Long-term outcomes of immunosuppression - naïve steroid responders following hospitalization for acute severe ulcerative colitis
MetadataShow full item record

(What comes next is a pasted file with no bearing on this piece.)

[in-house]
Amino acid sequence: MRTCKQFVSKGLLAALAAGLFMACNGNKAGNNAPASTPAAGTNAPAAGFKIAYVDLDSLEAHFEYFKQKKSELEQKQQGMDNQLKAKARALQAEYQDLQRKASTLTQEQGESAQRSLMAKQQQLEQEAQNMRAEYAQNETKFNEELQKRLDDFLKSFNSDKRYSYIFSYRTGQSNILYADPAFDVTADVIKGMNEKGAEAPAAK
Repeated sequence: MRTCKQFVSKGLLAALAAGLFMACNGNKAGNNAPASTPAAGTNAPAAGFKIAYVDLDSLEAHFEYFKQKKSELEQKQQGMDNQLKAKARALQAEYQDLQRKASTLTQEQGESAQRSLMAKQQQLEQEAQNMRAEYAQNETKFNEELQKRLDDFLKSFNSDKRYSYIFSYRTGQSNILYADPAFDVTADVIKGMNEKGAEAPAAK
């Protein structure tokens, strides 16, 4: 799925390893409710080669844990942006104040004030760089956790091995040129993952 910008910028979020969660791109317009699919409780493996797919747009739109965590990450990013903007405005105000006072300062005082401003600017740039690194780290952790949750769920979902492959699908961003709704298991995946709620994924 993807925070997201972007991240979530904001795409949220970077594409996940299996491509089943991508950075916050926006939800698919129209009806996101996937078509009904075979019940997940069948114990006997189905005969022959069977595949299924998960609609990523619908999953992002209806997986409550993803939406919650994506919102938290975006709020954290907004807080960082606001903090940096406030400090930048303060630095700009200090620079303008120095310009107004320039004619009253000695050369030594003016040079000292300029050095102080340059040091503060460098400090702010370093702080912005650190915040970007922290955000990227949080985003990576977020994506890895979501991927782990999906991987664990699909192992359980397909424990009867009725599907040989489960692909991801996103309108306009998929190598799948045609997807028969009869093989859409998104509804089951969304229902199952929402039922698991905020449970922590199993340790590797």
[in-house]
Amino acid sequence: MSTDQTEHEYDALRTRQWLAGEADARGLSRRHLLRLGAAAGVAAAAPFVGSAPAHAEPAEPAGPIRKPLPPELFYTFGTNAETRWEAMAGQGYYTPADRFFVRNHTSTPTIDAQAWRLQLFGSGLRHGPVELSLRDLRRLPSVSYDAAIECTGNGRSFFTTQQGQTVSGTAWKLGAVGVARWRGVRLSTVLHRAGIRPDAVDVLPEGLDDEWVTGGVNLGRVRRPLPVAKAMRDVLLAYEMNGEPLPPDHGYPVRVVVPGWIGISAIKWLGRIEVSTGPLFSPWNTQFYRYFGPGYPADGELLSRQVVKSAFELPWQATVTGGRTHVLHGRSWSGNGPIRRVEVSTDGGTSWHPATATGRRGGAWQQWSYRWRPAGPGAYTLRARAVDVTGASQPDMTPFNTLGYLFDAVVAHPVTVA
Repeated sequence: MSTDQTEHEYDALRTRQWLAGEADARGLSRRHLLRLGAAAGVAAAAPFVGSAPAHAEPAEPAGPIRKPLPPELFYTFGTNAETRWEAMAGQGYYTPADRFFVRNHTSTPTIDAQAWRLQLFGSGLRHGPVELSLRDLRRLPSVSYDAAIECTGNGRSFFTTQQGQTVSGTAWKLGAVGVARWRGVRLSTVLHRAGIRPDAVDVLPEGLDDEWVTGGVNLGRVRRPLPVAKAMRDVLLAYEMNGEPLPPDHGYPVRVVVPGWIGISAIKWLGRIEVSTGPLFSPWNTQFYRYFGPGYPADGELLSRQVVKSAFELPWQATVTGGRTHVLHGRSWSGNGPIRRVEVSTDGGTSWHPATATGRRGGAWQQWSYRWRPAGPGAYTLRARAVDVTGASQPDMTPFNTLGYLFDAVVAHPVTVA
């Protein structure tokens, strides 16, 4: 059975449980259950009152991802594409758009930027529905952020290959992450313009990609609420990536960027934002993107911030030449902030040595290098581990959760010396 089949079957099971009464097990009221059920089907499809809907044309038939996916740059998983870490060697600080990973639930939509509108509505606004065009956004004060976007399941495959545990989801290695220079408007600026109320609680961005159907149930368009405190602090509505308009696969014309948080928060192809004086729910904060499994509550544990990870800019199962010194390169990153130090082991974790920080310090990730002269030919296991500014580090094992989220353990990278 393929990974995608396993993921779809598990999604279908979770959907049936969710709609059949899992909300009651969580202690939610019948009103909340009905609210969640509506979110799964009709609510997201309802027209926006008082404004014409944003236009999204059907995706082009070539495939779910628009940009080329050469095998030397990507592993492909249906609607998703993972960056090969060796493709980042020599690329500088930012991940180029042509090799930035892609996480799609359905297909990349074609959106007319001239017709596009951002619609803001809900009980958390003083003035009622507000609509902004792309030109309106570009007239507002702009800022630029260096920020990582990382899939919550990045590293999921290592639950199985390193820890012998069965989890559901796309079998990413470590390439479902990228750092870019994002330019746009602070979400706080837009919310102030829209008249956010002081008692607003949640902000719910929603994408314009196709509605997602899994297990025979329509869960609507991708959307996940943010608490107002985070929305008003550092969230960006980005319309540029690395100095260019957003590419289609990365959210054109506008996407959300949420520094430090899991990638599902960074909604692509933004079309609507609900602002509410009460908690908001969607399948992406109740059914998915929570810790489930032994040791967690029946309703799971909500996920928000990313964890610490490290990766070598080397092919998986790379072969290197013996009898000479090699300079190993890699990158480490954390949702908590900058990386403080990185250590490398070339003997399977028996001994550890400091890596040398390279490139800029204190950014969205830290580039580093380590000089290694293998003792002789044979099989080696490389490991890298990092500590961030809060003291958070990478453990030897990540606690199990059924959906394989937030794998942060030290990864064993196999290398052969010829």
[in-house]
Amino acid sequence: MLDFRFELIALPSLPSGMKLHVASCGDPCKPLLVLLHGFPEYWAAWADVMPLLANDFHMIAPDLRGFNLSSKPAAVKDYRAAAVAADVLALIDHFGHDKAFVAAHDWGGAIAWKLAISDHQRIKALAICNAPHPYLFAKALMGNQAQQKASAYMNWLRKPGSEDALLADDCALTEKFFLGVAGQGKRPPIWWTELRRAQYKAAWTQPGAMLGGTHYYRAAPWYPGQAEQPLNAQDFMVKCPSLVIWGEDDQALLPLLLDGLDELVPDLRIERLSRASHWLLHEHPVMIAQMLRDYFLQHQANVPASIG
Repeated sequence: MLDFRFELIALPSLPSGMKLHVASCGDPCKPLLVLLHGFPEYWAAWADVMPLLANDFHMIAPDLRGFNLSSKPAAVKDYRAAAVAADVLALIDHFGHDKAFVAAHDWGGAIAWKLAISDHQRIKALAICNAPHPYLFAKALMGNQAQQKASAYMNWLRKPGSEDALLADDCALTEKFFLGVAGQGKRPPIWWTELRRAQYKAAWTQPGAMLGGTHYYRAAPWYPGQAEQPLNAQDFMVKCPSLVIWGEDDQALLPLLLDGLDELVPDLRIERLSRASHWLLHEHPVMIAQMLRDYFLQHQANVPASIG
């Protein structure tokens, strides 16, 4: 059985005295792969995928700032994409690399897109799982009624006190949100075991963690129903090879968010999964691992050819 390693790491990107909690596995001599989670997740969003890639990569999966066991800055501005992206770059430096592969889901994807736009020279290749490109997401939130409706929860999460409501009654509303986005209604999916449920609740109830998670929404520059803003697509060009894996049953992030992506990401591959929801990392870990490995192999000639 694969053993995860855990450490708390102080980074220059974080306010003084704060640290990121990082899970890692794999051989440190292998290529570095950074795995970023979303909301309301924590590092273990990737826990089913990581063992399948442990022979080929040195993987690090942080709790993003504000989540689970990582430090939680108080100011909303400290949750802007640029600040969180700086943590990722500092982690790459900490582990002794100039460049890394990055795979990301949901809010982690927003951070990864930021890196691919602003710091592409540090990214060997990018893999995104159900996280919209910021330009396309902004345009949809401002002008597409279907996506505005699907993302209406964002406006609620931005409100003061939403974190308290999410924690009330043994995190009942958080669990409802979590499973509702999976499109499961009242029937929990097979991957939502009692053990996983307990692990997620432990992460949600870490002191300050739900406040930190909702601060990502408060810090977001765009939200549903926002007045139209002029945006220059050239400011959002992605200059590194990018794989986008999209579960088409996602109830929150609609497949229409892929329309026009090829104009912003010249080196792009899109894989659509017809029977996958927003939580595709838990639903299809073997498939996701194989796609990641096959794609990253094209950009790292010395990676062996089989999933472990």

INTRODUCTION: Acute severe ulcerative colitis (ASUC) is a severe complication of ulcerative colitis (UC) that is associated with significant morbidity, treatment refractoriness and need for colectomy. Patients who do not adequately respond to the initial intravenous steroid therapy receive medical rescue therapy with infliximab or cyclosporine or undergo surgery for their refractory disease. However, there is limited guidance on management of steroid responders in this setting. While it is well established that Crohn’s disease (CD) is progressive and benefits from early institution of immunosuppressive therapy, such a paradigm is less well established in UC and thresholds for therapy escalation remain poorly defined. In immunosuppression-naïve patients, whether a single hospitalization for ASUC is a sufficient threshold to escalate to immunomodulator or biologic therapy is unknown. METHODS: From a single tertiary referral center, we identified all patients with ASUC hospitalized for intravenous steroids who were immunosuppression naïve (new UC diagnosis, no therapy, or 5-aminosalicylate (5-ASA) therapy) at their index hospitalization. We excluded patients who were refractory to steroids and initiated medical rescue therapy or required surgery during the index hospitalization. Our primary exposure of interest was initiation of biologic therapy within 1 month of hospital discharge or immunomodulator therapy (thiopurine, methotrexate) within 3 months. Our primary outcomes were need for colectomy within 12 months following hospitalization. Secondary outcomes include re-hospitalization rate within 12 months and late colectomy ( between 91-365 days). RESULTS: Our study included a total of 133 immunosuppressive-naïve ASUC patients among whom 56 (42%) escalated therapy to thiopurine (93%) or biologic (7%) post-hospitalization. The median age of the cohort was 29 years (range 16 – 88 years) and 46% were male. 82 patients (62%) had pancolitis on disease distribution. 38% and 58% were noted to have moderate to severe disease on sigmoidoscopic evaluation. Thirteen patients (10%) underwent surgery by 1 year. At 12 months, there was no difference in the rate of colectomy among those with therapy escalation (13%) compared to those who did not undergo such escalation (8%, unadjusted OR= 1.69 p=0.53). This lack of difference remained robust on multivariable regression analysis and propensity score adjusted models (OR 0.90, 95% confidence interval (CI) 0.18 – 4.45). There was no difference in the rates of hospitalization within 1 year (OR 2.24 95% CI 0.16 – 4.22) or in the time to colectomy between the two groups (log-rank p=0.27). CONCLUSION: Immunosuppression-naïve ASUC patients who respond to intravenous steroids remain at high risk for colectomy with 10% (13/133) receiving such surgery within 1 year. Therapy escalation was not associated with a reduction in this risk. There is an important need for larger prospective studies defining the benefit of early therapy escalation in UC, and appropriate thresholds for the same.